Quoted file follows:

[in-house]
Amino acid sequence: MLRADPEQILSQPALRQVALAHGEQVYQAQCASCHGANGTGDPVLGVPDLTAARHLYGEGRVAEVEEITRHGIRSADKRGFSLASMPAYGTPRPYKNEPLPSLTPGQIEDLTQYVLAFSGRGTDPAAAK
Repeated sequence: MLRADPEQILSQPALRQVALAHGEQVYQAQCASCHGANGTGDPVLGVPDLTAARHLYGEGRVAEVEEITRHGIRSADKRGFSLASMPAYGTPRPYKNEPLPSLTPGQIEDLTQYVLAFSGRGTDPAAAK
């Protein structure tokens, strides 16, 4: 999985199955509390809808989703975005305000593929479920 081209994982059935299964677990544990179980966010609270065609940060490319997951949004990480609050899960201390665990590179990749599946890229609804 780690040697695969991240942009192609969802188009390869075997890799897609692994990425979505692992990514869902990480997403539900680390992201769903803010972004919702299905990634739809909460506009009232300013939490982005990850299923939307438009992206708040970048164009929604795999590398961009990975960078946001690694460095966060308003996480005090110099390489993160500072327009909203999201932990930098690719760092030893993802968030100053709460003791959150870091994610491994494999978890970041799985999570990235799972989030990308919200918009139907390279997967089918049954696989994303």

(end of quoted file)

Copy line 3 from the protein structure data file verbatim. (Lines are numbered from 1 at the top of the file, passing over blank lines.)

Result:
Repeated sequence: MLRADPEQILSQPALRQVALAHGEQVYQAQCASCHGANGTGDPVLGVPDLTAARHLYGEGRVAEVEEITRHGIRSADKRGFSLASMPAYGTPRPYKNEPLPSLTPGQIEDLTQYVLAFSGRGTDPAAAK